EDITORIAL: Kwibuka25: Mending begins with you

God plays a very important role in Rwandan culture. In fact, Rwandans believed that they had special ownership of the deity. There is even a famous saying that during the day God is away in other places but comes home (Rwanda) to roost at night.

During the 25th commemoration of the 1994 Genocide against the Tutsi, President Paul Kagame broached the subject, referring to some young poet a few years ago who raised the question of if it was true God slept in Rwanda, where was it during the Genocide?

That is a question that has come up several times with some jokingly saying that every hard worker needs some time off to recuperate and that God had gone on a vacation. It is no joking matter.

25 years later the effects are still being felt with cases of trauma never showing signs on their being on the decline. In fact, the most worrying matter is the rise in the intergenerational transmission of trauma where parents pass it down to their offspring – even those born after the Genocide.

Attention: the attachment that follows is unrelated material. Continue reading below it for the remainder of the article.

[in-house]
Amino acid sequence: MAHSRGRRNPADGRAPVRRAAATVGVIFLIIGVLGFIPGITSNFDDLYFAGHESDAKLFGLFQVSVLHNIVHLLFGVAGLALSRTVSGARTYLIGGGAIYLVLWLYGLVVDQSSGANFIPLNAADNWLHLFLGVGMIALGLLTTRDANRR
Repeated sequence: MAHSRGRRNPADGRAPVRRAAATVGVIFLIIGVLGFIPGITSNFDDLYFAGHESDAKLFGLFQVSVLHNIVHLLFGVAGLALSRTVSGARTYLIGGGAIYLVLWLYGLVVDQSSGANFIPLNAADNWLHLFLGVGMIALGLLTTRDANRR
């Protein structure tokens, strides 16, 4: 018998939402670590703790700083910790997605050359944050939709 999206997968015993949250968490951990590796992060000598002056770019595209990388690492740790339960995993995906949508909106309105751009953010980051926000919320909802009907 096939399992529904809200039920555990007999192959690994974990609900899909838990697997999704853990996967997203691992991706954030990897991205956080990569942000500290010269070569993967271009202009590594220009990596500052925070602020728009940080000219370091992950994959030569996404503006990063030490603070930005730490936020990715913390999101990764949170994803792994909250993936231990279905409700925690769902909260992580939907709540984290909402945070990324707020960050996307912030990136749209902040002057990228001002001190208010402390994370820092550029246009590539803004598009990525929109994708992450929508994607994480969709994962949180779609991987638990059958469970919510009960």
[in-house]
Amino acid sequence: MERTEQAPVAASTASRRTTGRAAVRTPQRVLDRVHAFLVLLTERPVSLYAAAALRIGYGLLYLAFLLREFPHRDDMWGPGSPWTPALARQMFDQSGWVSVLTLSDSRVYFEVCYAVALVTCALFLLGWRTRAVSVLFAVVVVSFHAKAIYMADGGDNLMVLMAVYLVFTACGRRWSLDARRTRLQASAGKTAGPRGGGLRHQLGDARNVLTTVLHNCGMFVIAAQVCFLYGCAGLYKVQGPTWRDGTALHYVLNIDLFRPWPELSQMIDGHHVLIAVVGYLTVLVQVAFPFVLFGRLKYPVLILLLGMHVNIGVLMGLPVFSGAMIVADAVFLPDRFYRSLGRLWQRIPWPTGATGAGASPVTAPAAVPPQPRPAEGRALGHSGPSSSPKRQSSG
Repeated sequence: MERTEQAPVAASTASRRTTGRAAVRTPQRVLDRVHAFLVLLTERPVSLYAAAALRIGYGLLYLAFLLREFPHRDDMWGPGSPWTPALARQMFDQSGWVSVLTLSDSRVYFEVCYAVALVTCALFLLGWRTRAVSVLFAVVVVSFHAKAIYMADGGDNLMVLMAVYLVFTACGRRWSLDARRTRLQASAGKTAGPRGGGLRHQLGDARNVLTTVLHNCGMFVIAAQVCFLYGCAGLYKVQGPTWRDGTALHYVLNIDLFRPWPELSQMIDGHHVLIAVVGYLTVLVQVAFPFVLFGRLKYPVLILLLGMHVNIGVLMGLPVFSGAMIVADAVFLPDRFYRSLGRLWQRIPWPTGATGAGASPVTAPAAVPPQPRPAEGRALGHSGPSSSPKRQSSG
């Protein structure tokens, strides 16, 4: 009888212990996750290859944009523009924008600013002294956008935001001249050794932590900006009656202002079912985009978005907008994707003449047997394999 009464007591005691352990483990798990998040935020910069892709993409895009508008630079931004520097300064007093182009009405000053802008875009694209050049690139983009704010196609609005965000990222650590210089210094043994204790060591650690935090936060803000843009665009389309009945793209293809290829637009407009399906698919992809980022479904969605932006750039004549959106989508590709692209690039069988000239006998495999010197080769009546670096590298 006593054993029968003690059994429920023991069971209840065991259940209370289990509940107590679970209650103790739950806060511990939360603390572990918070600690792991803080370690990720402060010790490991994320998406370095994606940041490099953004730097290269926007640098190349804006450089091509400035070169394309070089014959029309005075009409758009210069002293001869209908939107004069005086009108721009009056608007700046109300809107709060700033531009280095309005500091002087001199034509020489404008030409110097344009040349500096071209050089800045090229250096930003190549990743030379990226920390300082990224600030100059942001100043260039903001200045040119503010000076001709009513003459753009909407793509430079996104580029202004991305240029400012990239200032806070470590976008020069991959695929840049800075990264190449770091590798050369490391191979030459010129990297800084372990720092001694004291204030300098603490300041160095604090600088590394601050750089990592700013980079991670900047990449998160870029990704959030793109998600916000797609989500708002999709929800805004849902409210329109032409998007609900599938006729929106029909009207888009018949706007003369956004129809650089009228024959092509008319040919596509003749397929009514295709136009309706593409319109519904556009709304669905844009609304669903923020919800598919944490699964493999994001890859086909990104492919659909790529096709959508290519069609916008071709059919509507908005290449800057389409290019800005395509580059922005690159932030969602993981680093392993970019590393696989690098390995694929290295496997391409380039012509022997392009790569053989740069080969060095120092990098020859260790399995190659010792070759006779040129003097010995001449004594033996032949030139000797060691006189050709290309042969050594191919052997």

Experts suggest several ways to deal with Post Traumatic Stress Disorder, but there is no guarantee it will disappear altogether.  Rwandans have shown that they can pick up the pieces and mend the hard way, that is their only salvation.

It is that resilience and grit exhibited over the years that is needed, nothing else. Rwanda was deeply wounded for any scientific approach to stitch up, but what we can do is making sure the 1994 demons are not given room, that justice is done.

God might have been on vacation in 1994, but why should He be left all the responsibility to clean up our mess? The first line of defence is you.

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